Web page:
France’s military support of the Americans in our War of Independence against England had cost too much. Added to that debt, economic dislocations caused by the Revolution itself soon brought the country to the brink of bankruptcy. Where was the new republic to find the funds to keep itself going?
Bishop Tallyrand, President of the National Assembly and former Church financial official, had an idea: Seize the wealth of the Church. Suddenly, it should go without saying, the Church in France decided she did not like the direction the Revolution was going.
In light of the French Church’s complacency in the early stages of the Revolution, it is easy to be cynical about her alarm as soon as she saw her wealth threatened. We may even be correct to suppose that some bishops were chiefly alarmed because what they saw threatened was the income derived from dioceses they never visited. However, we need to keep in mind that the modern state as we now know it was only right then coming into being. The ancient unity of throne and altar, or Church and state, had only just been sundered, and, in fact, in many ways the dissolution was not yet complete. Indeed, the separation of Church and state would not be codified in law in France until the twentieth century (in 1905). No one yet imagined the state as the entity on which citizens would depend to provide for needs when they could not provide for themselves. Under the old unity of throne and altar, which had prevailed as long as Christian government existed, it was mainly the Church who cared for the poor through her network of hospitals, orphanages, schools and other charitable institutions. A prince might decree into existence a new hospital and provide the funds for its construction, but it would be staffed by the members of a religious order, not employees of the state. They did not yet exist in any number. Yes, the Apostle Judas went too far when he protested against St. Mary Magdalene’s “wasting” her precious ointment on Our Lord instead of selling it to the benefit of the poor. It does not mean that the French Church lacked grounds for genuine concern as to how she could do her charitable work if she were stripped of her wealth. In other words, it was not simply on account of greed that she was moved to react against Tallyrand’s idea. Far from it.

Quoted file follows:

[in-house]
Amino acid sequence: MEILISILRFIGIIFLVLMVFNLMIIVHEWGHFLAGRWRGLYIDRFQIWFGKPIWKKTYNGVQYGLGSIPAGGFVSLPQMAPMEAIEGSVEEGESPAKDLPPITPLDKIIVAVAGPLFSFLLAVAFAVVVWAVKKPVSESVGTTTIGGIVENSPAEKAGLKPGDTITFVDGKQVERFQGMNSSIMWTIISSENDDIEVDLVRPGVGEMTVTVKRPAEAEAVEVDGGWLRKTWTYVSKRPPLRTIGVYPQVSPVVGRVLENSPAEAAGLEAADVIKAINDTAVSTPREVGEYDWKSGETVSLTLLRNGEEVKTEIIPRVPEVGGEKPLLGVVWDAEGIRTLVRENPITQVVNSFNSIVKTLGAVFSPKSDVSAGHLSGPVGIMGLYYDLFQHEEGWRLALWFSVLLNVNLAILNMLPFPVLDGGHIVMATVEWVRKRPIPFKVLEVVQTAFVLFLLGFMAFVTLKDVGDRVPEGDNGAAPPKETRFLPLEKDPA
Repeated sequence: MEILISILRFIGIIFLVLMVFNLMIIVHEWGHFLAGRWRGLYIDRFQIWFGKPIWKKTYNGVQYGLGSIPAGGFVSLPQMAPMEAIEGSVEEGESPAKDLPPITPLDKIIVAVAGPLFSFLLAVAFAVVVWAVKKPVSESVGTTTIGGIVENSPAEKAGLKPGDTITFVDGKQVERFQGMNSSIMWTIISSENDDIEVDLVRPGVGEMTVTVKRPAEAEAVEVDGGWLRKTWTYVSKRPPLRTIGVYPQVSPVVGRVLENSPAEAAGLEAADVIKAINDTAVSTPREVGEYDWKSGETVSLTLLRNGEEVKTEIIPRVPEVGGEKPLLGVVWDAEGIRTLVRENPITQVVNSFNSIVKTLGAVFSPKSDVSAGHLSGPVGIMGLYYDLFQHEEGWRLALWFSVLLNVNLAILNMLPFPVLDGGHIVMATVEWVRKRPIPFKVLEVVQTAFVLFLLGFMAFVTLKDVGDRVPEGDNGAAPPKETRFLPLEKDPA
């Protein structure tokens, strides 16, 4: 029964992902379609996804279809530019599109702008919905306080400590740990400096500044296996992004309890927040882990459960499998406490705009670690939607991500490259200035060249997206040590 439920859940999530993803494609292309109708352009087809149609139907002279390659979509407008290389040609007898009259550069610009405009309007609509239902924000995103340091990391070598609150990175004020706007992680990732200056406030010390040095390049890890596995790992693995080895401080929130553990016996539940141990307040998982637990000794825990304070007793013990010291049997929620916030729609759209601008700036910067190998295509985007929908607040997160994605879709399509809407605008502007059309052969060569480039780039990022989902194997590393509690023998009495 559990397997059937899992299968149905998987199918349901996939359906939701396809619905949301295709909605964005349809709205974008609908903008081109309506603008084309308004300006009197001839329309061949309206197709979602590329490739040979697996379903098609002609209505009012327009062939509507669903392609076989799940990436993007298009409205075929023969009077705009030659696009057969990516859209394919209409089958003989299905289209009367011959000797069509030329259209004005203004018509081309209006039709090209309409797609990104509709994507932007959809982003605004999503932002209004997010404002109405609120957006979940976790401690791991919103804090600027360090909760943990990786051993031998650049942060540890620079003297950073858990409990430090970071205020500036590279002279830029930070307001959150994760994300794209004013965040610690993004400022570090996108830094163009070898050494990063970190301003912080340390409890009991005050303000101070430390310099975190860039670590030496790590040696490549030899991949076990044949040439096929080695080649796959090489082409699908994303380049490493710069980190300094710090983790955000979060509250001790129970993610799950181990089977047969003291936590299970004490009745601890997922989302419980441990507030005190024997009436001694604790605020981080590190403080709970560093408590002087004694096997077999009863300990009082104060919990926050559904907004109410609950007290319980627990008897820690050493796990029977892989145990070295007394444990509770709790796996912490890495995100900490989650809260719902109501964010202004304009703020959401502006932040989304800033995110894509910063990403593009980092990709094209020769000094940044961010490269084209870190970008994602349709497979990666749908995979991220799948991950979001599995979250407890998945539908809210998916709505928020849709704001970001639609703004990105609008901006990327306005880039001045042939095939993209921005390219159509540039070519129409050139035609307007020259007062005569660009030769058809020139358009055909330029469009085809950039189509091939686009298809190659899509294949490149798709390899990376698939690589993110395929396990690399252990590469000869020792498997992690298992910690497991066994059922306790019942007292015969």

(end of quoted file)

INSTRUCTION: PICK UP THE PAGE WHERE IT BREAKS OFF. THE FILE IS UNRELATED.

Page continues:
Eight decades later the Holy See itself would face the very practical problem of having to continue its good works, as well as maintain its independence in the world, when the Revolution seized the main source of its wealth, the Papal States. Not every solution to the problem it has tried since then has been a happy one, as witness the banking scandals early in the current pontificate, but that is another subject.
It is also beyond the scope of this article to detail the struggle that took place in France between Church and state once they came into conflict. It is enough to say that in the Year of Our Lord, 2005, the Catholic churches of France remain property of the state. That was the outcome of the struggle. The victory of the state “separated” from the Church, that had divorced itself from God, was sufficiently decisive to persuade most Frenchmen, and most men beyond the borders of France, that the affairs of this world and the world itself could not possibly be ruled by God. If He exists at all, His rule must not extend beyond heaven. To say that so many, even among those who called themselves Christian, came to think this way, as most still must do — else there would be no compulsion, for instance, to “liberate” lands like Iraq from the rule of regimes deemed insufficiently reflective of the “will of the people” — brings us close to identifying the element of historical Christian belief that must be eliminated or obscured in order to make the religion compatible with the Revolution. Perhaps the reader already sees for himself what it is, but for the moment we shall refrain from confirming his surmise. We want instead to turn finally to the story of the sixteen beatified Carmelites killed by the Revolution on July 17, 1794.